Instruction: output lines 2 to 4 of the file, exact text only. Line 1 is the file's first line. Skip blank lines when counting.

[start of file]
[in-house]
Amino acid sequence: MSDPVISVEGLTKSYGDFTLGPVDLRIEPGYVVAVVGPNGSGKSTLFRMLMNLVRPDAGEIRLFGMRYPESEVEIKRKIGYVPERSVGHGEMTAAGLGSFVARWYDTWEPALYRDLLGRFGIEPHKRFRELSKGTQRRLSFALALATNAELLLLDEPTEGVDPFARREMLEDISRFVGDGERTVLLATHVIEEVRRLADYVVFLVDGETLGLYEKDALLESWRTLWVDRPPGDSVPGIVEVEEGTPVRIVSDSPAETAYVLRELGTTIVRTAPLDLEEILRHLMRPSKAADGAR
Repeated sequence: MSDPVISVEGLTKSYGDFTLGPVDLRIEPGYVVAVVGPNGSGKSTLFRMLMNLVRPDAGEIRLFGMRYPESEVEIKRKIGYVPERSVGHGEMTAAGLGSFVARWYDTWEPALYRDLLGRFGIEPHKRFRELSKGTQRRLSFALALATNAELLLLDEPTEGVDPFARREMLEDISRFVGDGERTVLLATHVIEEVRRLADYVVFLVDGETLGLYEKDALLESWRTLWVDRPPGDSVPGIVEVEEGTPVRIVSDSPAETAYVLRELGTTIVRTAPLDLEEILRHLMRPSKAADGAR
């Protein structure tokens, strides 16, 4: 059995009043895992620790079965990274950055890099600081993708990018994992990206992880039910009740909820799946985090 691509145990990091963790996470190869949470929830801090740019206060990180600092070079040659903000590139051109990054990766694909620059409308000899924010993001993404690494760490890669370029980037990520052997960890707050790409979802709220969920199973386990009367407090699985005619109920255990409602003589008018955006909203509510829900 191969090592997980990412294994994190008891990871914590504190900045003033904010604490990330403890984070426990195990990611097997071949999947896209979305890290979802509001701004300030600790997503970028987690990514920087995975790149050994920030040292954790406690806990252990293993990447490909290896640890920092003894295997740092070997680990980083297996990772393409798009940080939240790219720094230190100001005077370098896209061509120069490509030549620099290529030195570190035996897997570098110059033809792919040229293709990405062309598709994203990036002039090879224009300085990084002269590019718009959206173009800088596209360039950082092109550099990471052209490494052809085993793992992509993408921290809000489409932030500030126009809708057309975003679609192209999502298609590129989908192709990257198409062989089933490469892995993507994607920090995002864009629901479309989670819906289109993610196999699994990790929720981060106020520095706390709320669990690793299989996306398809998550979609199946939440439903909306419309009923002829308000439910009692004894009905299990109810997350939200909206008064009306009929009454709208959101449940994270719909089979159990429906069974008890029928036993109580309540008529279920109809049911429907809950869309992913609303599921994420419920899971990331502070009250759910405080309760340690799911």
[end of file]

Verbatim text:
Amino acid sequence: MSDPVISVEGLTKSYGDFTLGPVDLRIEPGYVVAVVGPNGSGKSTLFRMLMNLVRPDAGEIRLFGMRYPESEVEIKRKIGYVPERSVGHGEMTAAGLGSFVARWYDTWEPALYRDLLGRFGIEPHKRFRELSKGTQRRLSFALALATNAELLLLDEPTEGVDPFARREMLEDISRFVGDGERTVLLATHVIEEVRRLADYVVFLVDGETLGLYEKDALLESWRTLWVDRPPGDSVPGIVEVEEGTPVRIVSDSPAETAYVLRELGTTIVRTAPLDLEEILRHLMRPSKAADGAR
Repeated sequence: MSDPVISVEGLTKSYGDFTLGPVDLRIEPGYVVAVVGPNGSGKSTLFRMLMNLVRPDAGEIRLFGMRYPESEVEIKRKIGYVPERSVGHGEMTAAGLGSFVARWYDTWEPALYRDLLGRFGIEPHKRFRELSKGTQRRLSFALALATNAELLLLDEPTEGVDPFARREMLEDISRFVGDGERTVLLATHVIEEVRRLADYVVFLVDGETLGLYEKDALLESWRTLWVDRPPGDSVPGIVEVEEGTPVRIVSDSPAETAYVLRELGTTIVRTAPLDLEEILRHLMRPSKAADGAR
């Protein structure tokens, strides 16, 4: 059995009043895992620790079965990274950055890099600081993708990018994992990206992880039910009740909820799946985090 691509145990990091963790996470190869949470929830801090740019206060990180600092070079040659903000590139051109990054990766694909620059409308000899924010993001993404690494760490890669370029980037990520052997960890707050790409979802709220969920199973386990009367407090699985005619109920255990409602003589008018955006909203509510829900 191969090592997980990412294994994190008891990871914590504190900045003033904010604490990330403890984070426990195990990611097997071949999947896209979305890290979802509001701004300030600790997503970028987690990514920087995975790149050994920030040292954790406690806990252990293993990447490909290896640890920092003894295997740092070997680990980083297996990772393409798009940080939240790219720094230190100001005077370098896209061509120069490509030549620099290529030195570190035996897997570098110059033809792919040229293709990405062309598709994203990036002039090879224009300085990084002269590019718009959206173009800088596209360039950082092109550099990471052209490494052809085993793992992509993408921290809000489409932030500030126009809708057309975003679609192209999502298609590129989908192709990257198409062989089933490469892995993507994607920090995002864009629901479309989670819906289109993610196999699994990790929720981060106020520095706390709320669990690793299989996306398809998550979609199946939440439903909306419309009923002829308000439910009692004894009905299990109810997350939200909206008064009306009929009454709208959101449940994270719909089979159990429906069974008890029928036993109580309540008529279920109809049911429907809950869309992913609303599921994420419920899971990331502070009250759910405080309760340690799911």